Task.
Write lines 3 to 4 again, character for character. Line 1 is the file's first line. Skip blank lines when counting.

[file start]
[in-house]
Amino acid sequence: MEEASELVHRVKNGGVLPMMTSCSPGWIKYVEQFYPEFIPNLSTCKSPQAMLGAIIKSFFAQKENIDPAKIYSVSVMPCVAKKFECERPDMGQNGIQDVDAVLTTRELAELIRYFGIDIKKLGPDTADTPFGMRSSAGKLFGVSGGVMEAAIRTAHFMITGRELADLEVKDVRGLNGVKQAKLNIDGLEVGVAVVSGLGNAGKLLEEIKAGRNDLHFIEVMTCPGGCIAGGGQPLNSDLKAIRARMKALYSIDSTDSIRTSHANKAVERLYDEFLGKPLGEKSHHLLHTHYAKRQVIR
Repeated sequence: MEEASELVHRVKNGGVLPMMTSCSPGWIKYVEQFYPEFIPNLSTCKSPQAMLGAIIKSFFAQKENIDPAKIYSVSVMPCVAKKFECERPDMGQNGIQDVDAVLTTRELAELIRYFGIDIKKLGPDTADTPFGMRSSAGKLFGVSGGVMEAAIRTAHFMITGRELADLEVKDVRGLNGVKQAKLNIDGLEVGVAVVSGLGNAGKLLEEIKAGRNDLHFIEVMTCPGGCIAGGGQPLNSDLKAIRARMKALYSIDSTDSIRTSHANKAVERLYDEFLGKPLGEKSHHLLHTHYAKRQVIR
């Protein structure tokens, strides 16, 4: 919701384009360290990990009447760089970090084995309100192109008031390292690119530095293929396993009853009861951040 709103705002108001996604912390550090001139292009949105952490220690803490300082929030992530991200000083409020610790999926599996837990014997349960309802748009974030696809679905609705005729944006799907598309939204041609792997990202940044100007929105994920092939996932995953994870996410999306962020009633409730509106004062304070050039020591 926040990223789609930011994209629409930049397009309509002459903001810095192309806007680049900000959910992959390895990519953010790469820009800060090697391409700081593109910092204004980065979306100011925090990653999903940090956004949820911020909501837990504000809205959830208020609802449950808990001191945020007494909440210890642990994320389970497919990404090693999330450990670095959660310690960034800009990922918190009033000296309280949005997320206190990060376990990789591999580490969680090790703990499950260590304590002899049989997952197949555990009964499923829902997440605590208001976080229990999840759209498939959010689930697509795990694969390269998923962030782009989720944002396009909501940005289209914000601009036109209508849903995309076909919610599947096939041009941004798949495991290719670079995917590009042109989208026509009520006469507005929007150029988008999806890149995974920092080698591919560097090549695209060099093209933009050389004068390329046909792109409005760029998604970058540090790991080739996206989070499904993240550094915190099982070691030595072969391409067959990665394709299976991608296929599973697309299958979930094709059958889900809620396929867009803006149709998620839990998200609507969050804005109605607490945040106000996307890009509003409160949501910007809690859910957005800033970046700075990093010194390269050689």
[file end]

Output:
Repeated sequence: MEEASELVHRVKNGGVLPMMTSCSPGWIKYVEQFYPEFIPNLSTCKSPQAMLGAIIKSFFAQKENIDPAKIYSVSVMPCVAKKFECERPDMGQNGIQDVDAVLTTRELAELIRYFGIDIKKLGPDTADTPFGMRSSAGKLFGVSGGVMEAAIRTAHFMITGRELADLEVKDVRGLNGVKQAKLNIDGLEVGVAVVSGLGNAGKLLEEIKAGRNDLHFIEVMTCPGGCIAGGGQPLNSDLKAIRARMKALYSIDSTDSIRTSHANKAVERLYDEFLGKPLGEKSHHLLHTHYAKRQVIR
């Protein structure tokens, strides 16, 4: 919701384009360290990990009447760089970090084995309100192109008031390292690119530095293929396993009853009861951040 709103705002108001996604912390550090001139292009949105952490220690803490300082929030992530991200000083409020610790999926599996837990014997349960309802748009974030696809679905609705005729944006799907598309939204041609792997990202940044100007929105994920092939996932995953994870996410999306962020009633409730509106004062304070050039020591 926040990223789609930011994209629409930049397009309509002459903001810095192309806007680049900000959910992959390895990519953010790469820009800060090697391409700081593109910092204004980065979306100011925090990653999903940090956004949820911020909501837990504000809205959830208020609802449950808990001191945020007494909440210890642990994320389970497919990404090693999330450990670095959660310690960034800009990922918190009033000296309280949005997320206190990060376990990789591999580490969680090790703990499950260590304590002899049989997952197949555990009964499923829902997440605590208001976080229990999840759209498939959010689930697509795990694969390269998923962030782009989720944002396009909501940005289209914000601009036109209508849903995309076909919610599947096939041009941004798949495991290719670079995917590009042109989208026509009520006469507005929007150029988008999806890149995974920092080698591919560097090549695209060099093209933009050389004068390329046909792109409005760029998604970058540090790991080739996206989070499904993240550094915190099982070691030595072969391409067959990665394709299976991608296929599973697309299958979930094709059958889900809620396929867009803006149709998620839990998200609507969050804005109605607490945040106000996307890009509003409160949501910007809690859910957005800033970046700075990093010194390269050689």